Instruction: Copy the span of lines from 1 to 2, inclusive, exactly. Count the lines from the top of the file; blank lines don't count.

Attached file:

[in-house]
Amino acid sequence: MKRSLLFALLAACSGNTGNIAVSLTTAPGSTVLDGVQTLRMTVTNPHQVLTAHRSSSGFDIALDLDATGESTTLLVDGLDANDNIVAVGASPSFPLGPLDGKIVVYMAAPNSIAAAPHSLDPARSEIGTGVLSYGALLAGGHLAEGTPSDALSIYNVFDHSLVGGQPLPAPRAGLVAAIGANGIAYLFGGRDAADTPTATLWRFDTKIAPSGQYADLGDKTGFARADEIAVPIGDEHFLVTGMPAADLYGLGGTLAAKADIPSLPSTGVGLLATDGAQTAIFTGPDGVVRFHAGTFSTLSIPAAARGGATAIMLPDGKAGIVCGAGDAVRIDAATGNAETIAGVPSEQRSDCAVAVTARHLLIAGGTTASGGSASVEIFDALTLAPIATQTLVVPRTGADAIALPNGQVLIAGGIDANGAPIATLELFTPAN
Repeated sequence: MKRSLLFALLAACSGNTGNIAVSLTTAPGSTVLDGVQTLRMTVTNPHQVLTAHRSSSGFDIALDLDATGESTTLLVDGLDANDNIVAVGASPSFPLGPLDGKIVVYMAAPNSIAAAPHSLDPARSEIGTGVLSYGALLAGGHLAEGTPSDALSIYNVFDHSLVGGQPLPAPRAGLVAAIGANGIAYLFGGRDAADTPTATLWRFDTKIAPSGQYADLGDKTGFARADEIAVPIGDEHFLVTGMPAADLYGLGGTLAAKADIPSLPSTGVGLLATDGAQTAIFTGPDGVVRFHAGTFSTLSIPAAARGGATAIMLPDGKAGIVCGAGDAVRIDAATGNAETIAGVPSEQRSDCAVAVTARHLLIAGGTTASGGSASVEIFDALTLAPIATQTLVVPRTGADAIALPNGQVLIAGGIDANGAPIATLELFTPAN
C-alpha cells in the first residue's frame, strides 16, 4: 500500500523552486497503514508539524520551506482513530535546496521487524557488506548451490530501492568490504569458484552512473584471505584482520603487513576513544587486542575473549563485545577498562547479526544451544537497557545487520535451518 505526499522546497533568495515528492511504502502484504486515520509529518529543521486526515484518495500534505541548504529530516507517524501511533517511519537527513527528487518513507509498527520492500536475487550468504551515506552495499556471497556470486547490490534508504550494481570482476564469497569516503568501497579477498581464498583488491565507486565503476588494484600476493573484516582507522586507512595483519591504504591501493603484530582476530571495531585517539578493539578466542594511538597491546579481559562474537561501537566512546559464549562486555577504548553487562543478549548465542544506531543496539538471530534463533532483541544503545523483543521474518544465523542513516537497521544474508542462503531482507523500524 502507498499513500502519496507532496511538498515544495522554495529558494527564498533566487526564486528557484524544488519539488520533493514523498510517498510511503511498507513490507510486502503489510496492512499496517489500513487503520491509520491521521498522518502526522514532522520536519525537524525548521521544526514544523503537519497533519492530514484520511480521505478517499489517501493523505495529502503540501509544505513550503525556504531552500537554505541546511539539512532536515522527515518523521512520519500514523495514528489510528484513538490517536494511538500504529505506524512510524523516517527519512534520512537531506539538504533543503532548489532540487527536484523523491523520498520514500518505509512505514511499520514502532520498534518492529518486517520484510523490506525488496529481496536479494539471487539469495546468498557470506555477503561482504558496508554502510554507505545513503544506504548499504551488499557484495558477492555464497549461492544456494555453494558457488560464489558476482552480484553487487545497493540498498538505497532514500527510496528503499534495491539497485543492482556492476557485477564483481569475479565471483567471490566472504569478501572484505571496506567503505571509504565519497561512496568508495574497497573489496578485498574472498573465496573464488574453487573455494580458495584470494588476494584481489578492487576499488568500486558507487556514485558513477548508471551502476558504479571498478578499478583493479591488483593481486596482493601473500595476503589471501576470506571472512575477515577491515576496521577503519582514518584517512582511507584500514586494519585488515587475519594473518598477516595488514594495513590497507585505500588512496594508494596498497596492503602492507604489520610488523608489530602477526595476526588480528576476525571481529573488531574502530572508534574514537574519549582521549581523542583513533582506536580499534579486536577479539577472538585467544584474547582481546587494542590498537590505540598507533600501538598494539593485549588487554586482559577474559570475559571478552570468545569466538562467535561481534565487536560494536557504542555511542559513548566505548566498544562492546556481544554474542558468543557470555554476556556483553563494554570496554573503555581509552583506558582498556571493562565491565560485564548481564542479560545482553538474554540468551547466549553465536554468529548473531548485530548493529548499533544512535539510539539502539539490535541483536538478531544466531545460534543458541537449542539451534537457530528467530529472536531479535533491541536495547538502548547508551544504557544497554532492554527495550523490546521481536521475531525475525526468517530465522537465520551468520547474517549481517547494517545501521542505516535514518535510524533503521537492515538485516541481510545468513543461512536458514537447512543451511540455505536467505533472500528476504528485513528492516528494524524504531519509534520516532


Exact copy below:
[in-house]
Amino acid sequence: MKRSLLFALLAACSGNTGNIAVSLTTAPGSTVLDGVQTLRMTVTNPHQVLTAHRSSSGFDIALDLDATGESTTLLVDGLDANDNIVAVGASPSFPLGPLDGKIVVYMAAPNSIAAAPHSLDPARSEIGTGVLSYGALLAGGHLAEGTPSDALSIYNVFDHSLVGGQPLPAPRAGLVAAIGANGIAYLFGGRDAADTPTATLWRFDTKIAPSGQYADLGDKTGFARADEIAVPIGDEHFLVTGMPAADLYGLGGTLAAKADIPSLPSTGVGLLATDGAQTAIFTGPDGVVRFHAGTFSTLSIPAAARGGATAIMLPDGKAGIVCGAGDAVRIDAATGNAETIAGVPSEQRSDCAVAVTARHLLIAGGTTASGGSASVEIFDALTLAPIATQTLVVPRTGADAIALPNGQVLIAGGIDANGAPIATLELFTPAN